Green tea comes from the Camellia sinensis plant, the same plant that produces black tea and oolong tea. Different types of processing determine the tea classification. Green tea does not undergo fermentation, and as a result it contains the highest antioxidant levels of the three types of tea. Touted as beneficial for weight loss, heart disease, cancer and even tooth decay, green tea seems like a near-perfect beverage. Unfortunately, you can get too much of a good thing. In addition to its potential benefits, green tea has a few drawbacks.
Green Tea Properties
Green tea contains polyphenols that serve as antioxidant agents. Antioxidants neutralize free radicals, which are compounds that can damage cells in the body and contribute to aging and the development of disorders like cancer, according to the University of Maryland Medical Center. Green tea also contains tannins and caffeine, which can cause undesirable effects.
Caffeine stimulates the central nervous system, and can trigger anxiety, insomnia, tremors, heart palpitations, loss of appetite and irritability, reports the "Gale Encyclopedia of Alternative Medicine." Green tea's tannin content might make some people nauseous, and it might inhibit the absorption of iron from foods or supplements.
The risk of side effects increases proportionally with the amount of green tea you drink. Steeping time is also a factor. Individual teabags are available in health food stores, as well as many grocery stores, and one teabag contains about 2 tsp. of tea leaves. To minimize the amount of caffeine and tannins you consume, the "Gale Encyclopedia" recommends steeping a teabag for no longer than five minutes and drinking no more than 300mg, or three to four cups of green tea per day.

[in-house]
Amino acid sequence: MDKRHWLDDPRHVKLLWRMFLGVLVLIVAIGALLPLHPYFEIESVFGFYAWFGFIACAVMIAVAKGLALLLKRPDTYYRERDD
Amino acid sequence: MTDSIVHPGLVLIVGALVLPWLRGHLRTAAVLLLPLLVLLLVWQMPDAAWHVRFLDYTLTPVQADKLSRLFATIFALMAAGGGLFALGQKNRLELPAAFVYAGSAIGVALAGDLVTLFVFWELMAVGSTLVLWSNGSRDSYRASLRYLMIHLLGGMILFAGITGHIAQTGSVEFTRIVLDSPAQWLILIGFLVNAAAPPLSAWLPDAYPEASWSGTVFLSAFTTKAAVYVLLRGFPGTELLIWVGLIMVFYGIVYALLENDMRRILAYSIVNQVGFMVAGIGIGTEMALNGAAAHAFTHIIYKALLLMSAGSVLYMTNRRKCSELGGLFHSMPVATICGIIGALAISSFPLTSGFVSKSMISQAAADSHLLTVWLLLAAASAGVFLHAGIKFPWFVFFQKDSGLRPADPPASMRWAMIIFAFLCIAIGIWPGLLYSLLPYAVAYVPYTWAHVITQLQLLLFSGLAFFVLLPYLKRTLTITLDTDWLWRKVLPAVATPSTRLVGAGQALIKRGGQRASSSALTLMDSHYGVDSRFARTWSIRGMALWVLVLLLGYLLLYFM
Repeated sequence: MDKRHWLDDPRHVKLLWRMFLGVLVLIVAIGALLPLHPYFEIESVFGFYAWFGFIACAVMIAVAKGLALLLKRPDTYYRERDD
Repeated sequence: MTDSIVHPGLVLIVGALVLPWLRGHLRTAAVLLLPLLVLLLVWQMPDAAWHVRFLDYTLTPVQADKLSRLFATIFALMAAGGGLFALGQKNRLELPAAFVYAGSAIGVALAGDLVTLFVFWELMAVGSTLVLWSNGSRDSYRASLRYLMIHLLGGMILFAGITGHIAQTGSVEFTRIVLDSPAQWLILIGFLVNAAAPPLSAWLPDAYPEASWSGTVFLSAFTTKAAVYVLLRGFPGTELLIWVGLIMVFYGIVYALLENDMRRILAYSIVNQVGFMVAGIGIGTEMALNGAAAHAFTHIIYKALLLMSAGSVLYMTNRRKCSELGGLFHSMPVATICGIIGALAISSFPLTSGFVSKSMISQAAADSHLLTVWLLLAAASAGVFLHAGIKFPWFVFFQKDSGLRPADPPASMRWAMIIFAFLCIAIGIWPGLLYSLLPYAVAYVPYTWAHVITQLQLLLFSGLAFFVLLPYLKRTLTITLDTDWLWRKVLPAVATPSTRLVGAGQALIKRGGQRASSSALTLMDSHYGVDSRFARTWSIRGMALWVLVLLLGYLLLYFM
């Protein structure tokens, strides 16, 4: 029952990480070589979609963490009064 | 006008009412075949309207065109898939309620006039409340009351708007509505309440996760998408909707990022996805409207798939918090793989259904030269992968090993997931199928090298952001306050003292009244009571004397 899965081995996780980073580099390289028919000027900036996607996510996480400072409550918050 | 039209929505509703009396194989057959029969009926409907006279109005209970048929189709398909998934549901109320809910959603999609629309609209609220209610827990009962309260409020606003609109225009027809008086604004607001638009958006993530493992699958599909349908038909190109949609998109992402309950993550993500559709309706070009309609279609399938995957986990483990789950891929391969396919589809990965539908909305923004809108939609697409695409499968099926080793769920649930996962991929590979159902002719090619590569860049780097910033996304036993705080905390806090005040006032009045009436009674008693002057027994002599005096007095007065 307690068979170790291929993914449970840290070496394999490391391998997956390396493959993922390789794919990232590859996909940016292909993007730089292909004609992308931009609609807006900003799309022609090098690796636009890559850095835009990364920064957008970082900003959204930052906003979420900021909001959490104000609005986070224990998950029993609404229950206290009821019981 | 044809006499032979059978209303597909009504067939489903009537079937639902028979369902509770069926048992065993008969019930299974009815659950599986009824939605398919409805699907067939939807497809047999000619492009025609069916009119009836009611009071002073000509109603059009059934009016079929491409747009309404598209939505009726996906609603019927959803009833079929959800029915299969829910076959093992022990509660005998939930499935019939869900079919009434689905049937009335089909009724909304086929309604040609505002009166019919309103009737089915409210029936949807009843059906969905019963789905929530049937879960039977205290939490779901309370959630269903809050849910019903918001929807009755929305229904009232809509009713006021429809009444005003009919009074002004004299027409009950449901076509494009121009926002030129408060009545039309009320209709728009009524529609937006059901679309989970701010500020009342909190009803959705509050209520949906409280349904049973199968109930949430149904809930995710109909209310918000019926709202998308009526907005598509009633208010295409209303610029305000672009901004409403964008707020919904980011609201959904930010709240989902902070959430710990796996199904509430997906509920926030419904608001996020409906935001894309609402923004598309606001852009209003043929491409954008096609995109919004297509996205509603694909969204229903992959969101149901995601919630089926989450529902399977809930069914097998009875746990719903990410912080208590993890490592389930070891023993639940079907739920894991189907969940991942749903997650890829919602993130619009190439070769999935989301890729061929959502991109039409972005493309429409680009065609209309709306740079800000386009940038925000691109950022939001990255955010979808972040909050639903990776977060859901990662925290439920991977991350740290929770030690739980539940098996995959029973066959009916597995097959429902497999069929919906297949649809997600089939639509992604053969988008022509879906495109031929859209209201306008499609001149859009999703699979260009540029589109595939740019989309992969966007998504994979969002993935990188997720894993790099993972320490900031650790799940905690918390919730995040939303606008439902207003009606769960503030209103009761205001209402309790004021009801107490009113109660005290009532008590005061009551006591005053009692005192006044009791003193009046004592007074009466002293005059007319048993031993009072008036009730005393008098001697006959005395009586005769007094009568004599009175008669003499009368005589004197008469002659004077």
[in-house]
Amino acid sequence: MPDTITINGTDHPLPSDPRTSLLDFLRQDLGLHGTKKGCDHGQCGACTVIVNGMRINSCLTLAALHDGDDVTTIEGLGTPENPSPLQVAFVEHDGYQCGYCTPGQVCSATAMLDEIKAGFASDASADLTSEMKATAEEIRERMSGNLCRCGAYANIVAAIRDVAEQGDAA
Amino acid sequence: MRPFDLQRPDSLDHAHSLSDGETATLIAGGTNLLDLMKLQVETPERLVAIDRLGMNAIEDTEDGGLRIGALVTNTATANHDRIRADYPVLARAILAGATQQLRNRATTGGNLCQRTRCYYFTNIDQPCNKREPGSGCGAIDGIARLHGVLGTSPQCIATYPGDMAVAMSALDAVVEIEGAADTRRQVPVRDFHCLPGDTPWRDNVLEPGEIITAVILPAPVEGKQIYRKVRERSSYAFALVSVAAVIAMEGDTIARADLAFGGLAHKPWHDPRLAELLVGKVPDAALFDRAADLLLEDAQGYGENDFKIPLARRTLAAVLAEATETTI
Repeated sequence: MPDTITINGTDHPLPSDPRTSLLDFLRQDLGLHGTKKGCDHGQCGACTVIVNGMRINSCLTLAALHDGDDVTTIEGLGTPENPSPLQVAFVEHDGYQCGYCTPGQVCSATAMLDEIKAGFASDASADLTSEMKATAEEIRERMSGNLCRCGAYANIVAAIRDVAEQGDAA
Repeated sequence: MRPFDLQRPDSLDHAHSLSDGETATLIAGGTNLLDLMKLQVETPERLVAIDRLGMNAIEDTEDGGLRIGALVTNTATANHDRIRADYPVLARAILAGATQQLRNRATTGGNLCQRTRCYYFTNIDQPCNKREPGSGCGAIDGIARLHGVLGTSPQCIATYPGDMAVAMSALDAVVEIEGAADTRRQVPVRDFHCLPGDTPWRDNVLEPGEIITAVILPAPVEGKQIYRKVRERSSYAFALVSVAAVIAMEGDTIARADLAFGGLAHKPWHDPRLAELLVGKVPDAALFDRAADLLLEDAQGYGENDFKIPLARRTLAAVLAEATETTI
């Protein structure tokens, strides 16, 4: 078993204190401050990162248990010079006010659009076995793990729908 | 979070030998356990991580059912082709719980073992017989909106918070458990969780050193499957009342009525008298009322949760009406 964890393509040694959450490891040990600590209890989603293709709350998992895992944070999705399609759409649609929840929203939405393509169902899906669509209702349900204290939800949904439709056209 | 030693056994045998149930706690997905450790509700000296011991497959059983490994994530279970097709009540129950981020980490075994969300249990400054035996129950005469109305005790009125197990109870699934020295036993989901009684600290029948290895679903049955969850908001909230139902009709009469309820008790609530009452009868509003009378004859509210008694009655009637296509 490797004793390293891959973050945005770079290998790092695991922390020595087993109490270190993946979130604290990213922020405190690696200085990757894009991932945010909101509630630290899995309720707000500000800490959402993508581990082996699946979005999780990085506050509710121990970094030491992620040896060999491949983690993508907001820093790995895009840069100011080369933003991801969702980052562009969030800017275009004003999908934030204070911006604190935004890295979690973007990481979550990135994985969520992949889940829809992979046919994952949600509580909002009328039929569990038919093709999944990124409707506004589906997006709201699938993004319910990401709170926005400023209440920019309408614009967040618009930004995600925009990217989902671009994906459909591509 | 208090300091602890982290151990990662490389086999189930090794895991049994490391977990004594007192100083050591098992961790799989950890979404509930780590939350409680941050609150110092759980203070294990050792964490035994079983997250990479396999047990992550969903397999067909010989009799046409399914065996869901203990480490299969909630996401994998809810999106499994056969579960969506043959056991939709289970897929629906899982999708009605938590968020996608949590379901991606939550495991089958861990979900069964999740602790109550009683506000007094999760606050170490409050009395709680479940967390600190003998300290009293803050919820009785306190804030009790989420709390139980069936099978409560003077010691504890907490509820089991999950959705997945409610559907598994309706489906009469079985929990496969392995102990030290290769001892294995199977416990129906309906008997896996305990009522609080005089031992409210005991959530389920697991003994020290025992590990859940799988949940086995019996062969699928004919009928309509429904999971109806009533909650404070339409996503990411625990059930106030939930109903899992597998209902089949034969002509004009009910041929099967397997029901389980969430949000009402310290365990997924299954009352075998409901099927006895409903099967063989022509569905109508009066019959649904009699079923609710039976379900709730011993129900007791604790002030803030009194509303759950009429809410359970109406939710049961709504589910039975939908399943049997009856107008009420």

Green tea is generally recognized as safe, or GRAS, but consuming the tea might stimulate gastric acid, making it inadvisable for people with ulcers, reports the "Gale Encyclopedia." In addition, pregnant women, breastfeeding mothers and people with kidney disease or heart disease should not drink green tea, unless directed to do so by their doctors.
Green tea may interfere with medications you're currently taking, including drugs used to treat heart conditions, blood-thinning medications, sedatives, antibiotics, contraceptives and medications used to treat cancer. Your doctor is the best source of advice for determining whether drinking green tea is safe for you.
- "Gale Encyclopedia of Alternative Medicine"; Jacqueline L. Longe; 2005
- University of Maryland Medical Center: Green tea